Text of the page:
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An Investigation of Static and Dynamic Data Using Multistage Triaxial Test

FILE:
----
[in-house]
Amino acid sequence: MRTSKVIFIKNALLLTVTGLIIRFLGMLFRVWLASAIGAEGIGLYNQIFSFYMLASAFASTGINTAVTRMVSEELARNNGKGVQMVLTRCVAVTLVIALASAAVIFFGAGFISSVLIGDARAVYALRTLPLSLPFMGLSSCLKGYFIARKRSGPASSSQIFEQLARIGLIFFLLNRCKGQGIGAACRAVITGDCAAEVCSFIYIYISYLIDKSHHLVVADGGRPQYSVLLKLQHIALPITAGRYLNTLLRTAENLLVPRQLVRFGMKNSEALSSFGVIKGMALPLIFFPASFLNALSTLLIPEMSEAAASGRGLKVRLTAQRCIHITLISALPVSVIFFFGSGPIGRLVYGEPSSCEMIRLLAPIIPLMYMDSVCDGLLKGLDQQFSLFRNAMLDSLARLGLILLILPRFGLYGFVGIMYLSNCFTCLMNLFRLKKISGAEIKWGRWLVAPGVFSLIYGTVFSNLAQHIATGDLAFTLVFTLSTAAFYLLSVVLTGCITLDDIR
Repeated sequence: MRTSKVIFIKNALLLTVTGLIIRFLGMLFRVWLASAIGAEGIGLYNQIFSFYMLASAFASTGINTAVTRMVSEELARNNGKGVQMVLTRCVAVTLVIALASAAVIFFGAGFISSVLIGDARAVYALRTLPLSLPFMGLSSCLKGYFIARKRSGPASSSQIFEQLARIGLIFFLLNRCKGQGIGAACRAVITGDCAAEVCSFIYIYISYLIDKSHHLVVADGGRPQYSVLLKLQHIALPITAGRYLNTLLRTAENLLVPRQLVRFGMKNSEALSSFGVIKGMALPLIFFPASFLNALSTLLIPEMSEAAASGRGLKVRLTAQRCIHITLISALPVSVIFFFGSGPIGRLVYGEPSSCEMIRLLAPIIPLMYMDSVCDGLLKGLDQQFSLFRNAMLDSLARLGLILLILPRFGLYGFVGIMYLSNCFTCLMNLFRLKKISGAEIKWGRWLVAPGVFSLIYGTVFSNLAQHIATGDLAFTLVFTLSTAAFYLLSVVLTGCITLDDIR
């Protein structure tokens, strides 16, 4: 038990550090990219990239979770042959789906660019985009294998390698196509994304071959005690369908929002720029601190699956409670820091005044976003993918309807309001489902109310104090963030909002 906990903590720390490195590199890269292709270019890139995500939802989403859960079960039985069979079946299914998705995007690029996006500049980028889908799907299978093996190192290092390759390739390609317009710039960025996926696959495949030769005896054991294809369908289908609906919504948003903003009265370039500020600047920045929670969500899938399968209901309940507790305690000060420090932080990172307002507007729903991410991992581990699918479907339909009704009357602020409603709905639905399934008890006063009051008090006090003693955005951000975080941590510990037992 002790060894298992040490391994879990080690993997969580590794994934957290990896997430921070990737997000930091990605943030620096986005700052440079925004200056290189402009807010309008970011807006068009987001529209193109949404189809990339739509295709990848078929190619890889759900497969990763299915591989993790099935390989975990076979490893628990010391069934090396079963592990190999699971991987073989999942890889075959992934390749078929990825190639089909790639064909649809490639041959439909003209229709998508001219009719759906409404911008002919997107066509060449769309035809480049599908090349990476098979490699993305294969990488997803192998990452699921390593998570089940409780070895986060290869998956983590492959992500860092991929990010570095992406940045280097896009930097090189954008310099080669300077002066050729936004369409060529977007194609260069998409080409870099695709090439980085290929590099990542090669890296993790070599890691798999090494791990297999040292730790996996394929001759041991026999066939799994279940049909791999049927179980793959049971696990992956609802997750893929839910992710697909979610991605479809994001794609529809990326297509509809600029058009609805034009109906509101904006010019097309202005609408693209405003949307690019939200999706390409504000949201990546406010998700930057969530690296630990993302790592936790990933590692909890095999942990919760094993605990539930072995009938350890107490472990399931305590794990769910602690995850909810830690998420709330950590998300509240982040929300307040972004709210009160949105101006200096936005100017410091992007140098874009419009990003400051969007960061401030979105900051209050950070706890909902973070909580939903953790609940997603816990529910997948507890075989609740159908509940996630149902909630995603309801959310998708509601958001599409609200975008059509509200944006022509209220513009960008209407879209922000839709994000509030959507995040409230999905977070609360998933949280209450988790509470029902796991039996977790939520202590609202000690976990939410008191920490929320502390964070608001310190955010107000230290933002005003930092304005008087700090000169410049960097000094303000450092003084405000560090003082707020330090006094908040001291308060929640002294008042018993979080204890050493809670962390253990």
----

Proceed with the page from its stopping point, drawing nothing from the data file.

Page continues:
This work is to develop an improved understanding of the relationship between static and dynamic data for a suite of four rock samples. “Static data” are defined as the large strain (> 10^-3) measurements on unloading and reloading tri-axial stress paths. “Dynamic data” are the small strain (<10^-6) data acquired using acoustic velocity measurement techniques. The results are analyzed in terms of Young's Modulus. A quadratic fit has been applied to the static data, this allows us to separate the response into a linear and nonlinear elastic terms. M1, and M2 respectively. M1 is interpreted to be dominated by the contact modulus and is constant throughout the entire unload and reload cycles. M2 the nonlinear elastic term is interpreted to be due to the opening and closing of compliant pores. These interpretations result from the correlation we find between the linear term and the measured velocity and the nonlinear term with the measured irrecoverable strains. The motivation behind this work is therefore to provide a more robust conversion between the Young's modulus than that derived from empirically based correlations. It is expected this will ultimately involve the use of thin section and/or microCT data to provide a mineralogical and textural based model, allowing the up scaled wellbore and field models to be developed. To our knowledge this is the first time a delineation of the separate mechanisms i.e. linear versus nonlinear effects in the static elastic moduli has been observed. Consistent with previously published results, the dynamic Young's modulus is always greater than or equal to the static modulus. The static Young's modulus decreases with increasing axial stress. This is interpreted to be consistent with increasing sample damage generating more compliant pores. When the unload-reload cycles are fit with a quadratic equation, the parameters M1 (linear) and M2 (quadratic) were not sensitive to the fraction of the unload reload cycle data fit at low stress. At high stress the damage associated with initial loading impacts the fit. M1 is equal to the modulus obtained from velocity data at small strains and M2 correlates with the total percent irrecoverable strains on both the unload and reload cycles. M1 is relatively independent of confining stress on the reload cycle. A small stress dependence is observed on the unload cycle. M2 however shows significant stress dependence. M2 decreases with increasing confining stress.